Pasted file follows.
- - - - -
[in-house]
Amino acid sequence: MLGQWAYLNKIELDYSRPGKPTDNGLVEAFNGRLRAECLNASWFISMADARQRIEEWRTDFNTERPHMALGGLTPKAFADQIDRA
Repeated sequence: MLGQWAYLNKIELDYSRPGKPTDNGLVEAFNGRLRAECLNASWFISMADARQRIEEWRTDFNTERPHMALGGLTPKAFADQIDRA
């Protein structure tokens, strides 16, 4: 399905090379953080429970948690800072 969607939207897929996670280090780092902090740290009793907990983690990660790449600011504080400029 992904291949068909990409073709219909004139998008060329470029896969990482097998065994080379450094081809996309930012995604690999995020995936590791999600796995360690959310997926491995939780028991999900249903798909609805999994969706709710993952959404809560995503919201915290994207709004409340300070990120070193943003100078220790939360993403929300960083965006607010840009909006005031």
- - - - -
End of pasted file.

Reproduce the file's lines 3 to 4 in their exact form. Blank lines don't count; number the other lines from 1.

Repeated sequence: MLGQWAYLNKIELDYSRPGKPTDNGLVEAFNGRLRAECLNASWFISMADARQRIEEWRTDFNTERPHMALGGLTPKAFADQIDRA
């Protein structure tokens, strides 16, 4: 399905090379953080429970948690800072 969607939207897929996670280090780092902090740290009793907990983690990660790449600011504080400029 992904291949068909990409073709219909004139998008060329470029896969990482097998065994080379450094081809996309930012995604690999995020995936590791999600796995360690959310997926491995939780028991999900249903798909609805999994969706709710993952959404809560995503919201915290994207709004409340300070990120070193943003100078220790939360993403929300960083965006607010840009909006005031």